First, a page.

Culture Change is Design
Cheryl Dahle, Flip Labs
To me, this is one of the most important emerging points for design. Everything is design. Creating an organization is design. Creating culture is design. To truly change culture, you need to understand its mechanics, the context, its people, their pains, their joys. Combine this one with Cryer’s point about not forcing collaboration or innovation, and you’ve got yourself quite a wicked problem.
Fall in Love with Ambiguity
Jason Ulaszek, Inzovu
Fall in love with the problem. Fall in love with ambiguity. Yes.
Eat More Crickets
Megan Miller, Bitty Foods
Many years ago, Megan was my client. I took her on research sessions in peoples’ houses to identify new mobile services around magazine content. Now, she’s running a business to change perceptions and behaviors around eating insects. She caught the bug after learning about the sustainability and nutrition of insects versus meat. You can buy her cricket flour at BittyFoods.com.
Successful innovation teams listen, build, learn, and share
Lea Simpson, Brink
There was a lot of great stuff in this talk. But in short, Lea’s research concludes successful innovation teams listen, build, learn, and share. Got that? If you don’t see that, you’re probably not looking at an innovative team. Another point I liked: an innovative team comes up with solutions, a non innovative team complains of blockers (why they can’t do something, or what’s preventing them from being successful). Lastly, she described an innovation mindset as humility, active listening, letting go of your ideas. I recommend you go watch this one.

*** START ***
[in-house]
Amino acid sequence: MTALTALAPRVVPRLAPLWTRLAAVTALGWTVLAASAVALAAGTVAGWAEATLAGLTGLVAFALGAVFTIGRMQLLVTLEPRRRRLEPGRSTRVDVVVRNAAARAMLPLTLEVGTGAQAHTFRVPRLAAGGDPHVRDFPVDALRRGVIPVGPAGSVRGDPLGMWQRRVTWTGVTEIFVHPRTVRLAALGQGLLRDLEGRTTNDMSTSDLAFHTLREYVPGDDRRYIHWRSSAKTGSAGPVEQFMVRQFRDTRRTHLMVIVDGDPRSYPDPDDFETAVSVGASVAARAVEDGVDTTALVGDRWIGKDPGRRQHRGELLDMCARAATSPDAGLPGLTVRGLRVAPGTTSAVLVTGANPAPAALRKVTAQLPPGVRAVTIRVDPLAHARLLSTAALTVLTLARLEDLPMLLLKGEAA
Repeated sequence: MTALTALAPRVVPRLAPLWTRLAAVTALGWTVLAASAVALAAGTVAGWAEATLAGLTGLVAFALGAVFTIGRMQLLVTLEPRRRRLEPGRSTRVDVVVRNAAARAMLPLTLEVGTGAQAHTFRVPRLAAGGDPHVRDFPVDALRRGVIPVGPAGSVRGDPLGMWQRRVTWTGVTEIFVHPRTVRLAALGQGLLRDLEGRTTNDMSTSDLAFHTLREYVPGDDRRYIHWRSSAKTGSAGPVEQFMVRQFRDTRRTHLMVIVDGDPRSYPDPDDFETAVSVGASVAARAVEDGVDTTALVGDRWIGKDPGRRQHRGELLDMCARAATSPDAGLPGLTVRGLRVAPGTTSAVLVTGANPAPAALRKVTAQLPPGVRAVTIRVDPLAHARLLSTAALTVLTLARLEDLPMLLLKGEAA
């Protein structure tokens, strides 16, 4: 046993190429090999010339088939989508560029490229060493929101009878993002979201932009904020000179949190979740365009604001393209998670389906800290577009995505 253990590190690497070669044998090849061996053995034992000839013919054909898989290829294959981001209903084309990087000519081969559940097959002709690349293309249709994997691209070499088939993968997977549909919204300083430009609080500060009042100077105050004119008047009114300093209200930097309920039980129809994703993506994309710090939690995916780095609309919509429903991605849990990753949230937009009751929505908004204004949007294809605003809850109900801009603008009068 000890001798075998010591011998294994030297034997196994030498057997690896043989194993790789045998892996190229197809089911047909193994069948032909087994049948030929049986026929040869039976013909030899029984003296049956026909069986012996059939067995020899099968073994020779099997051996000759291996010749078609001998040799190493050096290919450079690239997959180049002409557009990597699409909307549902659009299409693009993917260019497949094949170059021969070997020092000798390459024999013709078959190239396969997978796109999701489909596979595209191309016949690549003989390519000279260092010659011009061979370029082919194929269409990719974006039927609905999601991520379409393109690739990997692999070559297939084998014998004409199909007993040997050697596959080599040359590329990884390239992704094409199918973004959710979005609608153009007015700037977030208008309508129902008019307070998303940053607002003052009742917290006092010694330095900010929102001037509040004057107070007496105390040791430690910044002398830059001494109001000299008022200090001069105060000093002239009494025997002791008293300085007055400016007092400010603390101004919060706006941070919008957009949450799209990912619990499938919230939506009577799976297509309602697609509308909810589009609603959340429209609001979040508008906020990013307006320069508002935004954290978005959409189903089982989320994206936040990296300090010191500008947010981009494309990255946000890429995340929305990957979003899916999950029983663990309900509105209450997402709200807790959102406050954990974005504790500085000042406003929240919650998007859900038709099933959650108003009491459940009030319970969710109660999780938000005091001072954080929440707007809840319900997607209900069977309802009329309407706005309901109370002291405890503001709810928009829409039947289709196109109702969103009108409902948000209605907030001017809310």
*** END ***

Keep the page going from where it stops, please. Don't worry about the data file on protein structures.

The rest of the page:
I am in service to ______________.
Alex Baumgardt, California College of the Arts / Futuredraft
Baumgardt stirred things up by challenging the audience to question what or whom you are in service to. In your work, what are you ultimately in service to? And is that a good answer? If not, why are you doing it?
Data Is the New Oil
Jodi Forlizzi, Human-Computer Interaction Institute, Carnegie Mellon University
Better get comfortable with data. It’s everywhere. As a designer, you need to know what data is available and how to leverage it in your solutions. Forlizzi predicts a hybrid designer/data scientist as a job category of the future.
Jess McMullin, Situ Strategy
Design isn’t just about methods and solutions, argues McMullin. As design expands beyond graphics and interfaces, into the service and system sphere, it influences businesses and organizations in ways it hasn’t before. But to influence and create change in this arena, designers need to learn the language of business, to learn to speak CEO.
Personality Is the New UX.
Andy Polaine, Fjord
I often reflect that organizations act a lot like people. If you think of an organization as a person, it’s easier to understand why it does the things it does. The personality of an organization is the combination of its values, behaviors, expressions, and interactions, says Polaine. The words you say, the way you speak, the things you do. These all make up the personality that people interacting with your organization perceive. They shape the impression. While Andy said this is the new UX, I’d argue this is service design.
My Talk on Scaling Service Design
I plan to write a separate post about my talk, How I Learned to Stop Worrying and Give Service Design Away (slides)(video), which I also presented the following week at the Service Design Network global conference in Madrid.